"We're not trying to make people feel sorry for us," Buehrle told ESPN's Jerry Crasnick. "Obviously they're going to say, 'You make a lot of money. Boo hoo.' I know it's part of baseball and every person deals with it, but this is our first time being away from each other all season. We're going to travel and see each other and make it work. But those nights when we have a Sunday day game and I can go home and have dinner with the family and give the kids a bath and put them to bed, that's what I'm going to miss."

This isn't the first time the Buehrles have had to adjust their moving plans because of a pit bull ban. The dogs are also not allowed in Miami-Dade County, so when Buehrle signed with the Marlins, he and Jamie decided to live in neighboring Broward County.

While it may seem strange that the Buehrles are choosing to stay with their dog rather than their husband/father, Jamie told ESPN that they could never leave Slater for that long of a period.

"To me, that would be like if we moved somewhere that only allowed boys," Jamie said of giving Slater to a friend for the baseball season. "I wouldn't leave my daughter behind. Six or seven months is a lot of time. Slater would adjust. He's real easygoing. But I don't want him to bond with someone else. He's our dog. That wasn't really an option."

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Among the few beneficiaries of Sunday's Super Bowl blackout (along with Twitter and the San Francisco 49ers) was Puppy Bowl IX, Animal Planet's annual canine competition.

The Puppy Bowl itself was a two-hour broadcast, but Animal Planet played it on a loop as part of a 12-hour marathon. And sure enough when the lights went off at the SuperDome, viewership of the Puppy Bowl surged.

According to a press release issued Tuesday by Animal Planet, viewership of the Puppy Bowl jumped to 1.1 million from 8:51 p.m.-9:00 p.m. ET Sunday. That was a 54 percent increase from the previous segment.

This sudden audience shift helped contribute to the most successful year ever for the Puppy Bowl, at least measured by viewership. Animal Planet reported Tuesday that Puppy Bowl IX drew 12.4 million viewers this year, the most in its nine-year history.

The Puppy Bowl's premiere telecast (3 p.m.-5 p.m. ET) drew more than 2.5 million viewers, making it the most watched show on cable and the second highest rated program on TV (second only to CBS' Super Bowl pregame show) during its time slot;.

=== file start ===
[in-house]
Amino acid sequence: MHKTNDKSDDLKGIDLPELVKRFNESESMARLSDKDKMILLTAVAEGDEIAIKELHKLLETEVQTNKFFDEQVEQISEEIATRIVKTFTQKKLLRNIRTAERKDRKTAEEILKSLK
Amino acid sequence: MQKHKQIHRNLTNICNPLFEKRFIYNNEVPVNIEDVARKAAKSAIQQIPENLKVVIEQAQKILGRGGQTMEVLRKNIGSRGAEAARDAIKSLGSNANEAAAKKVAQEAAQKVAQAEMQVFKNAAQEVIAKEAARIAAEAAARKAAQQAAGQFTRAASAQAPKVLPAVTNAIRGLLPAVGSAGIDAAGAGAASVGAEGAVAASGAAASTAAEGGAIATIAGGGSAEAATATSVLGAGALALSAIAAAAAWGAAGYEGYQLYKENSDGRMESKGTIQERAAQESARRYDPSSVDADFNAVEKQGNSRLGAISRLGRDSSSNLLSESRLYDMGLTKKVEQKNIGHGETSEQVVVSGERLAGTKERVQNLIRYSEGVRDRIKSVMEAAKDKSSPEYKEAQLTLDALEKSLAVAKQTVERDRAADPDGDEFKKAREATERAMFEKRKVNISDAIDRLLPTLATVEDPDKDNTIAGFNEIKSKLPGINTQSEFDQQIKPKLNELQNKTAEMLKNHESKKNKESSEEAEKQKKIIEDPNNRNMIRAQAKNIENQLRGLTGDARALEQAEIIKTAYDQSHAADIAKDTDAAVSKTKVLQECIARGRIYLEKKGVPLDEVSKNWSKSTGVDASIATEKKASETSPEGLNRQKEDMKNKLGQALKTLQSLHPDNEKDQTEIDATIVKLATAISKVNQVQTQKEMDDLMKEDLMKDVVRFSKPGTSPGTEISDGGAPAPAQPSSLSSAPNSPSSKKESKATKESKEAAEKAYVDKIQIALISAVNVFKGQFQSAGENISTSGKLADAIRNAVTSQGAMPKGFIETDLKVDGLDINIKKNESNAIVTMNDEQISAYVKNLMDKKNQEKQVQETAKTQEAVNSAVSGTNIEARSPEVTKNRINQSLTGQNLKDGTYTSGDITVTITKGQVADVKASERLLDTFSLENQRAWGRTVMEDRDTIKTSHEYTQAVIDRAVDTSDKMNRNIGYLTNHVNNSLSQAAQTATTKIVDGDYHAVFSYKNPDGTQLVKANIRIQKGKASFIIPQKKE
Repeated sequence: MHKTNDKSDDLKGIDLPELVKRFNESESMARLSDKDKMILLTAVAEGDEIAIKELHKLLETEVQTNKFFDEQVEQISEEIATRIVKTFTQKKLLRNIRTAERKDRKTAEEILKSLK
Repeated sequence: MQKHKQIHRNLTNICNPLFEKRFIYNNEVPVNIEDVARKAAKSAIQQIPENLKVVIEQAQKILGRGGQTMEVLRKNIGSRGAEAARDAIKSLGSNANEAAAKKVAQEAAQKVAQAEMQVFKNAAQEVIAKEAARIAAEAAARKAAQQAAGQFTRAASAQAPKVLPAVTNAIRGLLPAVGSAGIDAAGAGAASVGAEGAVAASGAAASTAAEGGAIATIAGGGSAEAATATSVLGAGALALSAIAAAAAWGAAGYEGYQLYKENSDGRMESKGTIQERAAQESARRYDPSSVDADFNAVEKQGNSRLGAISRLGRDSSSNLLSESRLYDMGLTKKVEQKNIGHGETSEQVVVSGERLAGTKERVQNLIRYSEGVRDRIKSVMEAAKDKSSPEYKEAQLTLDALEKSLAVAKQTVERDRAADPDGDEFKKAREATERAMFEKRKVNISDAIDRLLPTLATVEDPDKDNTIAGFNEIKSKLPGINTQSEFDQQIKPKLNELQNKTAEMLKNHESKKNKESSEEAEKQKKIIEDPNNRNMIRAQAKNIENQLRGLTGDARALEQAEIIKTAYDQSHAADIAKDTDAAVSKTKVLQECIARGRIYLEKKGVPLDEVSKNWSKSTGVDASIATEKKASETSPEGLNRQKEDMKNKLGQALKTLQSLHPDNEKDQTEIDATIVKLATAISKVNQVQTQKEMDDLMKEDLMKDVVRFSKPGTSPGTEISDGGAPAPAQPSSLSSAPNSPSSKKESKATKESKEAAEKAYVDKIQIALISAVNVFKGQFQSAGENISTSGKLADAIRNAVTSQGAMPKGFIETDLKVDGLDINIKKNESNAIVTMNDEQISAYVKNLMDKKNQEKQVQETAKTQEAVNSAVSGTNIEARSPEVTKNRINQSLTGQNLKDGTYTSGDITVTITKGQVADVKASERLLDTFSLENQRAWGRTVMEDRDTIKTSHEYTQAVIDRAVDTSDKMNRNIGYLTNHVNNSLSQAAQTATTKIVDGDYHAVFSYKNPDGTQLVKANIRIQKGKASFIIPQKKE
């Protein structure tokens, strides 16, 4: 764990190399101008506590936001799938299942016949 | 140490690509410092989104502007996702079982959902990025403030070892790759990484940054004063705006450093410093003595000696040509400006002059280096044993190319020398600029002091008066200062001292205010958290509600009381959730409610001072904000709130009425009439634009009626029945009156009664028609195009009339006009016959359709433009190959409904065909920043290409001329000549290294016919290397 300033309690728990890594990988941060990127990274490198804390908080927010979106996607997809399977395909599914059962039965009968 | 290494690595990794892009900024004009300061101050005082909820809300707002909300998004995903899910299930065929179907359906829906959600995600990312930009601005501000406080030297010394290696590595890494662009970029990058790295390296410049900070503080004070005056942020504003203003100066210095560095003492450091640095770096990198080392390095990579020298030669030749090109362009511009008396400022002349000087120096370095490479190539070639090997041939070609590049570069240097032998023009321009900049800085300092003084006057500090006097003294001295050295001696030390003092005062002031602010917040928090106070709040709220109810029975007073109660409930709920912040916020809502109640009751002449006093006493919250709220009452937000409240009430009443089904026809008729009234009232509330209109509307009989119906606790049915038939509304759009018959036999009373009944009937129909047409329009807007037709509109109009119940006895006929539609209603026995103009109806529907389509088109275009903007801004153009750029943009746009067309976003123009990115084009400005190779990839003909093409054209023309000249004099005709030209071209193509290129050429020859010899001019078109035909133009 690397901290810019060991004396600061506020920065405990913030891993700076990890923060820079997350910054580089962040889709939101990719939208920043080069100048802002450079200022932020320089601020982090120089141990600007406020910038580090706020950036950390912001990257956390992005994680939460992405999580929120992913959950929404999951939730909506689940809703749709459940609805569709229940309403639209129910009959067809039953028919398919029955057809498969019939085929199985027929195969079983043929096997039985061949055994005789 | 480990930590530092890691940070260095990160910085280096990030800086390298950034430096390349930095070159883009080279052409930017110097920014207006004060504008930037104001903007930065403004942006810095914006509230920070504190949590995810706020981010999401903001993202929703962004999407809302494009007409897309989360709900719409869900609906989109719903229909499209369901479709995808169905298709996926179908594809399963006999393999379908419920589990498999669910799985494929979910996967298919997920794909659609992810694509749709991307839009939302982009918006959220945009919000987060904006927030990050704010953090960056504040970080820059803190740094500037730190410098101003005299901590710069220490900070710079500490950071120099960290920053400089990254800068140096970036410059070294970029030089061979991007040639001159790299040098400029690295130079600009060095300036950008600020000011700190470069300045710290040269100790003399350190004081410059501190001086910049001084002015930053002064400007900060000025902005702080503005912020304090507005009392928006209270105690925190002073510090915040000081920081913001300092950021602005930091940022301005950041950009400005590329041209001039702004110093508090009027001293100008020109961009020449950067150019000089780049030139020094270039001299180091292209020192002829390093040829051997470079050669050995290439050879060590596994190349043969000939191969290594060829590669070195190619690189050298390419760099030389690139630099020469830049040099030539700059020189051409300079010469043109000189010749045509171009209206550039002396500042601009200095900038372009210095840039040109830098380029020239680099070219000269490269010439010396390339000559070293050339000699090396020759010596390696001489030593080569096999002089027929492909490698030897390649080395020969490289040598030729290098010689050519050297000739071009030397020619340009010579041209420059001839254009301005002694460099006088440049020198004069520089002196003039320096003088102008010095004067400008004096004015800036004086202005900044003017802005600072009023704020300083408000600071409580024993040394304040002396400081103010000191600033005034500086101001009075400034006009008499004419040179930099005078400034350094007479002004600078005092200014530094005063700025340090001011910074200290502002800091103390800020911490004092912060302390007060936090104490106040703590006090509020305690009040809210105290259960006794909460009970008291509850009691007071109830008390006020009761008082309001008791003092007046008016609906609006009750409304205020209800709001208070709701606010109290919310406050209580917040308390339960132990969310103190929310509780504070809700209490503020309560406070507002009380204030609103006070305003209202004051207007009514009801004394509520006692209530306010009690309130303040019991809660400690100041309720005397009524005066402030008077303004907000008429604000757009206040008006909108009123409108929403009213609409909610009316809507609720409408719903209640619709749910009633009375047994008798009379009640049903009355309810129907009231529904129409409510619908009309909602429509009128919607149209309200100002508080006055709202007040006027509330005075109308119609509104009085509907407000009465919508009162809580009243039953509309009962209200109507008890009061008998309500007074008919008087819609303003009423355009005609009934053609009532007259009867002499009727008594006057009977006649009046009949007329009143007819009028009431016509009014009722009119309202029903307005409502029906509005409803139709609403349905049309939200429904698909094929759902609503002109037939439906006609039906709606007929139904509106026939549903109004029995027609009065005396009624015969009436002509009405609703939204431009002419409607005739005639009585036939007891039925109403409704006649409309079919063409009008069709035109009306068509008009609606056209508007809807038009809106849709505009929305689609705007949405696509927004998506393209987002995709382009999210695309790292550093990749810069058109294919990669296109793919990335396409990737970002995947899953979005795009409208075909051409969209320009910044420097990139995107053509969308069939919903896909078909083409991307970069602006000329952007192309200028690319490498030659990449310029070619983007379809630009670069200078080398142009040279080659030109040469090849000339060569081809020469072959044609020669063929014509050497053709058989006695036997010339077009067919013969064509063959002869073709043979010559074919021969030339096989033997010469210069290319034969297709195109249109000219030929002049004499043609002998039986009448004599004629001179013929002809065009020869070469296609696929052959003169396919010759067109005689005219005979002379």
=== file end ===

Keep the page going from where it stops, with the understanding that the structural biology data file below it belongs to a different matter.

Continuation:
The premiere generated nearly 300,000 Tweets, up from a record 214,000 last year.

The animals who participated in Puppy Bowl IX came from rescue groups and shelters across the United States and Puerto Rico. Most Valuable Puppy (MVP) honors went to a Schnauzer/Beagle mix named Marta.

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The swimming team at Churchill High School in Texas recently added a volunteer assistant. The coach, Dakota, watches the swimmers as they dive into the pool, intently focusing on one freshman named Ben Ownby.

Ben was diagnosed with Type 1 diabetes when he was an infant, and Dakota can tell when Ben's blood sugar levels are too high or too low. Dakota can sense Ben's levels even when Ben is in the pool, and whenever Dakota notices that Ben's blood sugar is out of whack, he'll let Ben know.

If you were to attend practice at Churchill you probably wouldn't even notice Dakota, except for one minor fact: He is a dog.

As it turns out, dogs can sometimes sense blood sugar better than glucose monitors, and now a select few diabetics are using pooches to help out with everyday life.

Ben Ownby, who was recently profiled in the San Antonio Express-News, is one of those diabetics who has chosen to use a dog, and it has worked out wonderfully. Dakota can sense Ben's blood sugar levels simply by smelling him. Whenever Ben's levels are too low, Dakota jumps on him. Whenever Ben's levels are too high, Dakota pulls on a bracelet that Ben is wearing.

Dakota, a mix between a Labrador retriever and a poodle, has been a literal and figurative life-saver.

“Prior to having the dog, we had a couple of bad low blood-sugar times where he ... doesn't know where he is or why he's there,” Ben's his father, Bob, told the Express-News. "It's almost like he's drunk."

These days, Dakota follows Ben practically everywhere he goes. Even when Dakota's at the pool and has to be tied to the bleachers, he lets out a bark when Ben's levels are too high or too low.

But Dakota's presence hasn't only helped Ben physically, it has also boosted his social stature. That's no small accomplishment for a high school freshman.

"Once I brought him to school, I got swarmed by everybody," Ben said. "But I'm not the popular one. He is."

(H/T to Deadspin)